Shabazz Muhammad did not hit the beach this summer.
The past two offseasons Muhammad, the Wolves’ 6-6, 223-pound guard/forward, had spent a good chunk of time on Santa Monica Beach in California under the tutelage of Frank Matrisciano, the intense and unconventional trainer to the stars who likes to have his guys drag medicine balls up and down the stairs of the pier and run the beaches with weight-laden vests.
That beach training, at the time, was a good thing. Muhammad reported to camp the last two years ripped and explosive, lean and mean.
It’s just that, this year — his fourth in the NBA — Muhammad thought he needed to work on something else.
“I’ve been in L.A. doing a lot of basketball stuff,” he said. “More basketball stuff than running on the sand.”
This is a crucial season for Muhammad, who has shown that he can be a dynamic and prolific scorer in the right situation. With a work ethic that never has been questioned, Muhammad has shown the ability to be an explosive offensive rebounder who can hold his own against bigger players when attacking the rim.
He’s also proven to be an uneven performer. Especially on defense. And, with coach Tom Thibodeau taking over as president of basketball operations and head coach, that wasn’t going to fly.
And Muhammad knew it.
With the help of the coaching staff Muhammad has taken a crash course in defense, quickly learning just how much he didn’t know.
“It’s crazy,” he said. “I already feel like I’ve gotten way smarter on defense with just the things Coach has been explaining to us. Just attention to detail, his defensive scheme. This is my fourth year and I’m getting the terms down.”
Film sessions helped
Shortly after Thibodeau took over, he and Muhammad talked. Thibodeau’s message: The defense has to improve. And so does the versatility. Determined to have a roster with position flexibility, Thibodeau told Muhammad to be ready to play shooting guard, small forward and even power forward in a small lineup.
So, this summer Muhammad worked on ball skills relentlessly and lifted weights incessantly.
And he also watched a lot of film, studying defense.
It was revealing. By Muhammad’s own admission, he had a long way to go, even when it came to something as basic as defensive rotations and his ability to recognize how to respond in certain situations.
“I think it has a lot to do with that,” Muhammad said. “I think the good thing about Coach is that he really goes into detail. That’s something all of us needed to learn. I think this will be a good opportunity to showcase my skills, especially on the defensive side. That’s what I’m focused on entering camp.”
But it’s been more than film study. He has worked on flexibility in his hips, something he said he needed to improve to defend better.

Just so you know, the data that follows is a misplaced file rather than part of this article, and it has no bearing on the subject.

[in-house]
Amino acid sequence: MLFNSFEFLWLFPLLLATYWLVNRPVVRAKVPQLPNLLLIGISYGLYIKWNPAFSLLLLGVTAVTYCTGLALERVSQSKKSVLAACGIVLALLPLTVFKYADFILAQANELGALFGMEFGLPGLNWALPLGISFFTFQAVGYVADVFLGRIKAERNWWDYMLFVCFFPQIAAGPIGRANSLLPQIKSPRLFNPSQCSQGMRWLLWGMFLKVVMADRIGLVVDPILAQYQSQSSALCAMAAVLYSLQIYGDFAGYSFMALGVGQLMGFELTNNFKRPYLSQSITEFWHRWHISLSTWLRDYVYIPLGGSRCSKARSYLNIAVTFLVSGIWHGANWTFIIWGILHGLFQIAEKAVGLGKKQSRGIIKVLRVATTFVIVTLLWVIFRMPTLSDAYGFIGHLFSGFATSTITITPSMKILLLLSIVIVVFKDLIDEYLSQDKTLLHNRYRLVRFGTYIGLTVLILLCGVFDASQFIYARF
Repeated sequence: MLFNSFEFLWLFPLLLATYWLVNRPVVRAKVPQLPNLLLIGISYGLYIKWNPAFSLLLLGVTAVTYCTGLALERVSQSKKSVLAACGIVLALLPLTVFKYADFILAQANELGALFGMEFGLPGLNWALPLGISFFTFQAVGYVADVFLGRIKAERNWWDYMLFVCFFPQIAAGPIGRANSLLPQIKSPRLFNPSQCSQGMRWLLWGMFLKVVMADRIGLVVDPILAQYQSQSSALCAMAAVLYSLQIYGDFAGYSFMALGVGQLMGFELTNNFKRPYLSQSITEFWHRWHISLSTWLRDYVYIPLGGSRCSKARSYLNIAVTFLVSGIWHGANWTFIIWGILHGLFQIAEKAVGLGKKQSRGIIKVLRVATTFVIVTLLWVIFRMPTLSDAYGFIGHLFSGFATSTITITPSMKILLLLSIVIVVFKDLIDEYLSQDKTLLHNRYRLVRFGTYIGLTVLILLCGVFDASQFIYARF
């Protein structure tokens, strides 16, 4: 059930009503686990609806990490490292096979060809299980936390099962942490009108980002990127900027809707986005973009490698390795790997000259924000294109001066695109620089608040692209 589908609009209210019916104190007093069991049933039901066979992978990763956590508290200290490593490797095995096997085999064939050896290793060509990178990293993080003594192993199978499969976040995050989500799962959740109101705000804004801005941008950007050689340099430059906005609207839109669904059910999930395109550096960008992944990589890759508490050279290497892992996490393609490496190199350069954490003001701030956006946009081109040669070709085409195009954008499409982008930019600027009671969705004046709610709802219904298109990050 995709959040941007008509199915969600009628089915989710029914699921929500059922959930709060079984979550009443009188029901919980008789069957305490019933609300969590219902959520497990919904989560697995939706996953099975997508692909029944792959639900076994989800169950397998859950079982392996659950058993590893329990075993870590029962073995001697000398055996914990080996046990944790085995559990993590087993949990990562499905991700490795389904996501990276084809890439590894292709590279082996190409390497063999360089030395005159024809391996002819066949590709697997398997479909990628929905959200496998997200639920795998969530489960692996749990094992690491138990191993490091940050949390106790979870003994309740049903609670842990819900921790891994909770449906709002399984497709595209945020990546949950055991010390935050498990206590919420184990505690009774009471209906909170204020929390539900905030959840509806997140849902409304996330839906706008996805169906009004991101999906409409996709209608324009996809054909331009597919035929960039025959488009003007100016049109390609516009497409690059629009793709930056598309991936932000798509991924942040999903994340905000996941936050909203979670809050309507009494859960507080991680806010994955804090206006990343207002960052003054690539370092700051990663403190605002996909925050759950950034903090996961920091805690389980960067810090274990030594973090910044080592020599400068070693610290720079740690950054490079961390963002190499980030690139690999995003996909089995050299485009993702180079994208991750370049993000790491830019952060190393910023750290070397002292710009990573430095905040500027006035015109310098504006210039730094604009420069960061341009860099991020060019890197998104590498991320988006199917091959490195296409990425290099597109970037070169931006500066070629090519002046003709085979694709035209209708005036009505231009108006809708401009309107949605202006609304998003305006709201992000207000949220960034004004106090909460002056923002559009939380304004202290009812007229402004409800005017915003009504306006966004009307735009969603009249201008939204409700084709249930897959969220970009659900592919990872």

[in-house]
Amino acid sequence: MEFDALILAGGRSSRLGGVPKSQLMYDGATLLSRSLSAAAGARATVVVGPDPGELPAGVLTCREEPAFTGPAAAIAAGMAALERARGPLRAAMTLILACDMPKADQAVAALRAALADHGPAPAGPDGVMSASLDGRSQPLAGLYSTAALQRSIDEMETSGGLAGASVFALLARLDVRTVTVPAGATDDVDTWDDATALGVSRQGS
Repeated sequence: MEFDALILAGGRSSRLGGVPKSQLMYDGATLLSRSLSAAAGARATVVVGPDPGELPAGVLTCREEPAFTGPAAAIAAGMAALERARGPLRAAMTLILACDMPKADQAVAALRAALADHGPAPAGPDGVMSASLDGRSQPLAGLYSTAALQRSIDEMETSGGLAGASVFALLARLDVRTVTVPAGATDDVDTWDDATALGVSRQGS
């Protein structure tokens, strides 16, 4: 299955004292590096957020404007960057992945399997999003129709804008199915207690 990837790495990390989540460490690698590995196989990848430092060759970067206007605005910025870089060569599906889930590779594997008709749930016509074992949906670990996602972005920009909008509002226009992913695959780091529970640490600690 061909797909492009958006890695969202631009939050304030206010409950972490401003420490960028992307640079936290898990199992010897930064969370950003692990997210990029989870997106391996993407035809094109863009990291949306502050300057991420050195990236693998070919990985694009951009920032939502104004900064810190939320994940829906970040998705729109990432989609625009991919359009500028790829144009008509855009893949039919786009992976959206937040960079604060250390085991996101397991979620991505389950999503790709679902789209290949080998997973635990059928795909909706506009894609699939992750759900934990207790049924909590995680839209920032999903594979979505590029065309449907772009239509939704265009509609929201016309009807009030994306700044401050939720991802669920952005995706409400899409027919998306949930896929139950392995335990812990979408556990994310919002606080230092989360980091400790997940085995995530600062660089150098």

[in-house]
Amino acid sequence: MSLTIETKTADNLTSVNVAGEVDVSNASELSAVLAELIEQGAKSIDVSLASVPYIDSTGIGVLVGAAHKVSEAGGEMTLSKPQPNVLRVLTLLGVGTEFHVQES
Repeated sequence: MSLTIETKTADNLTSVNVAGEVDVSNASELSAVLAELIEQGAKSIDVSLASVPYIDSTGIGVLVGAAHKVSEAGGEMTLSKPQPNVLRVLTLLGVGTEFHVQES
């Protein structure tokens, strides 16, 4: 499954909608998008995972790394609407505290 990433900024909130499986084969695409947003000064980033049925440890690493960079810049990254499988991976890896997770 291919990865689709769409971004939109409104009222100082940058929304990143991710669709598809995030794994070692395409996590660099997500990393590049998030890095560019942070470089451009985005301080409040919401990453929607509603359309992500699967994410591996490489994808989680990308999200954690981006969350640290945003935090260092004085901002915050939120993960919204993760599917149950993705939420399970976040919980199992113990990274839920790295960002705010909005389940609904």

Before camp started Thibodeau was asked whether he saw Muhammad as an interesting offensive mismatch or a player who needed to play better defense to get on the floor.
“Both,” Thibodeau said. “I think he’s a great scorer. He can really score the ball. And I think he’s capable of playing very good defense.”
Back to basics
Muhammad languished on the bench a bit last year when then-coach Sam Mitchell became exasperated with his lack of defense, part of the reason for his offseason focus.
And, as Thibodeau said, it starts with basics. Sometime as simple, for example, as learning to close out on an opponent with balance so he can’t drive past you.
“The first step is to know what you have to do,” Thibodeau said. “He’s done a good job with that, and then you’re building your house. You start with individual fundamentals. You have to learn technique. He’s a terrific athlete. There’s no reason why he can’t be a good defender.”
As for offense? He needs more consistency there, as well.
His scoring average dropped from 13.5 to 10.5 last season. His shooting percentage dropped from 48.9 percent to 46.5. His three-point shot — key to his ability to stay on the floor — suffered, going from 39.2 percent in 2014-15 to 28.9 percent last season.
Muhammad worked on wing three-pointers over the summer, when he had a regimen of three workouts a day — two on the court and one on conditioning and weightlifting.
“Coach wants me to play two, three and a lot of four,” Muhammad said. “So I’m ready to play where they need me to play.”
How well he does that will determine his future with the team. The Wolves have to decide whether to re-sign both Muhammad and Gorgui Dieng. They have until the end of the month to get something done. If they don’t, they have to wait until after the season.
“I think we’re still in the early phase of me having a better idea of who they are and who we are,” Thibodeau said. “But I like what they’ve shown so far, and I like them as players.”